what is a VAR sheet

What Is A VAR Sheet In Merchant Services – How Are VAR Sheets Used?

A VAR sheet, also known as a value-added reseller sheet, is an important sales tool used by merchant services companies. A VAR sheet allows merchant service providers to record pertinent details about merchant prospects and clients that can be used to generate new business and improve existing accounts.

The details captured in a VAR sheet can range from basic contact and business info to a company’s current processes, pain points, and interests. Armed with this data, sales teams can develop tailored proposals, offer the right equipment and pricing, manage the sales pipeline, and identify opportunities for upsells and cross-sells.

In this article, we will explore what exactly a VAR sheet is, how it is structured and used, and how this simple document can help merchant service providers dramatically grow their businesses. We will cover the key contents of an effective VAR sheet, from capturing business needs and contract end dates to recommended equipment and pricing. Finally, we’ll discuss how details recorded on VAR sheets can improve sales efficiency, qualify leads better, and assist in closing more deals.

What is a VAR sheet?

var sheet

A VAR sheet, short for Value Added Reseller sheet, is a form used by merchant services companies to record key information about prospects and clients. VAR sheets aim to capture all relevant details that can help qualify leads, close more sales, and increase business from existing clients.

The main purpose of a VAR sheet is to organize all pertinent facts about a merchant in a structured, easy-to-reference format. This allows merchant service providers to develop targeted offers, determine the optimal equipment and pricing, and provide tailored solutions that meet a merchant’s specific payment processing needs.

The detailed information collected on VAR sheets may include a merchant’s business name, owner information, processing volume, payment types accepted, contract end date, pain points, and desired features. By filling out a VAR sheet during initial merchant outreach or at the onboarding stage, sales representatives can gain a thorough understanding of what a merchant wants to achieve and how their company may assist.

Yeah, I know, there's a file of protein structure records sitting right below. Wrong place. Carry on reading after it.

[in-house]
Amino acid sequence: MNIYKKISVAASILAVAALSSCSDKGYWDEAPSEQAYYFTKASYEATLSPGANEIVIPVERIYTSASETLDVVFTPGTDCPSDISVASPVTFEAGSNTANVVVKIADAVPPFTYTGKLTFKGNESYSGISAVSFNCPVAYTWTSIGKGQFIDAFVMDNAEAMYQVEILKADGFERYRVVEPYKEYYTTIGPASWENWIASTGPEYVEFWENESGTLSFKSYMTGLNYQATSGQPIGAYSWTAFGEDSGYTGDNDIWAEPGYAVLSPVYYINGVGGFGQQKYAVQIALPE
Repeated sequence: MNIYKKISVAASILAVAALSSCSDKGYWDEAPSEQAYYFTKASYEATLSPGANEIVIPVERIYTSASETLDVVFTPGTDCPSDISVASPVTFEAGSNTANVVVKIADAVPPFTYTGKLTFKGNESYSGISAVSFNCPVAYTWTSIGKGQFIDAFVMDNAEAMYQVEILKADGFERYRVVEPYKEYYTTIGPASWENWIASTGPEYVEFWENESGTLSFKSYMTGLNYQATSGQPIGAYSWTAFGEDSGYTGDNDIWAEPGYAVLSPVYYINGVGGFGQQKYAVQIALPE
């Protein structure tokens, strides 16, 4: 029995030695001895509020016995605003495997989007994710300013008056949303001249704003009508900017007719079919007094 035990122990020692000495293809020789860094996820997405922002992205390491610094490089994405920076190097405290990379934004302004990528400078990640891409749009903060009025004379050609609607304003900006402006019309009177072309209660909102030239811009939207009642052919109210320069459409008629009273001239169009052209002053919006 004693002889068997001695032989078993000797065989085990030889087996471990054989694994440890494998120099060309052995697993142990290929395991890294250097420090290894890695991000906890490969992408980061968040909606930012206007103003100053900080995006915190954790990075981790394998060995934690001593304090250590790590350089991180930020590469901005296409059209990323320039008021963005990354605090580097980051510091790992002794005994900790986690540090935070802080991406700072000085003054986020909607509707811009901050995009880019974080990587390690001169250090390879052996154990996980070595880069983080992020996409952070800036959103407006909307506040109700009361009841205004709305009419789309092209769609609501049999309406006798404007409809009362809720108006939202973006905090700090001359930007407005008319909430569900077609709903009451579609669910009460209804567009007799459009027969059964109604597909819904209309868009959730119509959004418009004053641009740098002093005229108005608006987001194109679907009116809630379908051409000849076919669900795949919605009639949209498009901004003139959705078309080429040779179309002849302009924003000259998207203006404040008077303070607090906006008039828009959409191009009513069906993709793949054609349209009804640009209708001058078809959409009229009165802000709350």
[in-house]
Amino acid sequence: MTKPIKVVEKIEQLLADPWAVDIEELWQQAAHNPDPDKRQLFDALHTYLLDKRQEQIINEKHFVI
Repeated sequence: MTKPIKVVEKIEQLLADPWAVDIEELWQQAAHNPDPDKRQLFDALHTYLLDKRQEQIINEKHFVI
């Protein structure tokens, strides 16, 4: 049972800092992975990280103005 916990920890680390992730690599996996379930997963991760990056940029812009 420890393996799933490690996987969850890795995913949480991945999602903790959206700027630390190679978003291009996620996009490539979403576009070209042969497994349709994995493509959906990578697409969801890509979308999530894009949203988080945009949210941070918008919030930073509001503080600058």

Armed with the data from a completed VAR sheet, account managers can manage merchant relationships more effectively over time. They can monitor a client’s account for potential upsell and cross-sell opportunities, recommend needed equipment upgrades and additional services, and adjust pricing as a merchant’s needs change.

Why are VAR sheets used?

Why are VAR sheets used?

There are several key reasons why merchant service providers rely on VAR sheets.

First, VAR sheets help sales teams qualify leads and identify the most profitable opportunities. By understanding a merchant’s needs, pain points, and processing volume, representatives can determine which prospects are truly ready to make a switch and where they have the best chance of success.

Second, VAR sheets provide critical information that allows sales teams and account managers to develop customized, merchant-specific proposals and offerings. By reviewing details in a merchant’s VAR sheet, they can recommend the right equipment, pricing plans, and value-added services for that particular business.

Third, properly filled-out VAR sheets assist account managers in identifying upsell and cross-sell opportunities over time. As a merchant’s business scales and changes, details in their VAR sheet–such as projected volume growth or new payment types needed–can signal opportunities for additional equipment, advanced features, and higher-margin services.

Finally, VAR sheets enable merchant service providers to track the performance of their sales and marketing campaigns. By recording which lead sources and marketing channels generate the most qualified prospects, companies can optimize and adjust their outreach efforts for maximum results.

Contents of a typical VAR sheet

A typical VAR sheet collects a range of information that is crucial for merchant service providers to evaluate prospects, create tailored offers and manage client relationships.